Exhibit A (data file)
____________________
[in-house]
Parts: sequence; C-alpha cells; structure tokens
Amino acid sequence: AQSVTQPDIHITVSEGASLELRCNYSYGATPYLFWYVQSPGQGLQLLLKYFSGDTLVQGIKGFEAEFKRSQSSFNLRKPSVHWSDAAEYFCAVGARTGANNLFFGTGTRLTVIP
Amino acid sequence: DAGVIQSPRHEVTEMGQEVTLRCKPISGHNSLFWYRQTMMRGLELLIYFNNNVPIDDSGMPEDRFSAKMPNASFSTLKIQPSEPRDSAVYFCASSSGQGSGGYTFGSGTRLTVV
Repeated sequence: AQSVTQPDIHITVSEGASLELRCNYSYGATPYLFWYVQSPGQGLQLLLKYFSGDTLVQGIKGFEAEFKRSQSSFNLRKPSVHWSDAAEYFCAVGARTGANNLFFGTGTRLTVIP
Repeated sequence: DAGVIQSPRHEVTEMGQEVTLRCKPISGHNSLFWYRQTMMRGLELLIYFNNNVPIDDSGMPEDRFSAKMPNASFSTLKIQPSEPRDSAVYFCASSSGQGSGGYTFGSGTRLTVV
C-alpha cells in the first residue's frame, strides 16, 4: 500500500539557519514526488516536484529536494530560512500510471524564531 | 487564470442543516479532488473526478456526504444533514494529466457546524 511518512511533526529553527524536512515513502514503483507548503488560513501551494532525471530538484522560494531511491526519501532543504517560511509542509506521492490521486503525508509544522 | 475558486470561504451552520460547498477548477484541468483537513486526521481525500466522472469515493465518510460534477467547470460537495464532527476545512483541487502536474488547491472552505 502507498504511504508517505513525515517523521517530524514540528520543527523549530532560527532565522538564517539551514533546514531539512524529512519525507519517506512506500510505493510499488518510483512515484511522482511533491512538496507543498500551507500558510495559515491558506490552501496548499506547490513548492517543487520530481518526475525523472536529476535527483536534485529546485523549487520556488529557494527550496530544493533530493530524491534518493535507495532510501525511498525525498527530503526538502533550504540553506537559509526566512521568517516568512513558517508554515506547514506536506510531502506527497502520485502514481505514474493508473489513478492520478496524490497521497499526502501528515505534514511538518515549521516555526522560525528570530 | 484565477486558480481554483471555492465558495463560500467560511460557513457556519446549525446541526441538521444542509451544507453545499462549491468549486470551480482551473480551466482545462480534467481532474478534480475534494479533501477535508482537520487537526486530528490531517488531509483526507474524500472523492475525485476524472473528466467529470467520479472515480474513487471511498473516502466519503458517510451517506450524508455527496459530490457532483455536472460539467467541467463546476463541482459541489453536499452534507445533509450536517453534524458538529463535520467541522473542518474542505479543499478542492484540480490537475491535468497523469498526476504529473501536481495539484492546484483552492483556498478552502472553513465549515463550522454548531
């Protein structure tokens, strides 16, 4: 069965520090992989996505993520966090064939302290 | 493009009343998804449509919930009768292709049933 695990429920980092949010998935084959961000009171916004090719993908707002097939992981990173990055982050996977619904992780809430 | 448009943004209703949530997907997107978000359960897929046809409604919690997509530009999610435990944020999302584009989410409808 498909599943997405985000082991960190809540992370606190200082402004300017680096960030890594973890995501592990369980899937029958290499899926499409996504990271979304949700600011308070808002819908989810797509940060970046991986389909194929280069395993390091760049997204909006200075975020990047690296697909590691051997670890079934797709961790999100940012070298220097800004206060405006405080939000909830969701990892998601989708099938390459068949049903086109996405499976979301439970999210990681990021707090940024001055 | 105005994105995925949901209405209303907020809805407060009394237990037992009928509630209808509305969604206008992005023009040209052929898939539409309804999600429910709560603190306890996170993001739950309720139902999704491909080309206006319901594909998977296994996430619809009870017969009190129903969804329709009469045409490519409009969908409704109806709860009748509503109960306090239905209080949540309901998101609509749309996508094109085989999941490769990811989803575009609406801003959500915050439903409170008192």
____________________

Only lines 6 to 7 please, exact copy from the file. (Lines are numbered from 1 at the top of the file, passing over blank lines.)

Repeated sequence: DAGVIQSPRHEVTEMGQEVTLRCKPISGHNSLFWYRQTMMRGLELLIYFNNNVPIDDSGMPEDRFSAKMPNASFSTLKIQPSEPRDSAVYFCASSSGQGSGGYTFGSGTRLTVV
C-alpha cells in the first residue's frame, strides 16, 4: 500500500539557519514526488516536484529536494530560512500510471524564531 | 487564470442543516479532488473526478456526504444533514494529466457546524 511518512511533526529553527524536512515513502514503483507548503488560513501551494532525471530538484522560494531511491526519501532543504517560511509542509506521492490521486503525508509544522 | 475558486470561504451552520460547498477548477484541468483537513486526521481525500466522472469515493465518510460534477467547470460537495464532527476545512483541487502536474488547491472552505 502507498504511504508517505513525515517523521517530524514540528520543527523549530532560527532565522538564517539551514533546514531539512524529512519525507519517506512506500510505493510499488518510483512515484511522482511533491512538496507543498500551507500558510495559515491558506490552501496548499506547490513548492517543487520530481518526475525523472536529476535527483536534485529546485523549487520556488529557494527550496530544493533530493530524491534518493535507495532510501525511498525525498527530503526538502533550504540553506537559509526566512521568517516568512513558517508554515506547514506536506510531502506527497502520485502514481505514474493508473489513478492520478496524490497521497499526502501528515505534514511538518515549521516555526522560525528570530 | 484565477486558480481554483471555492465558495463560500467560511460557513457556519446549525446541526441538521444542509451544507453545499462549491468549486470551480482551473480551466482545462480534467481532474478534480475534494479533501477535508482537520487537526486530528490531517488531509483526507474524500472523492475525485476524472473528466467529470467520479472515480474513487471511498473516502466519503458517510451517506450524508455527496459530490457532483455536472460539467467541467463546476463541482459541489453536499452534507445533509450536517453534524458538529463535520467541522473542518474542505479543499478542492484540480490537475491535468497523469498526476504529473501536481495539484492546484483552492483556498478552502472553513465549515463550522454548531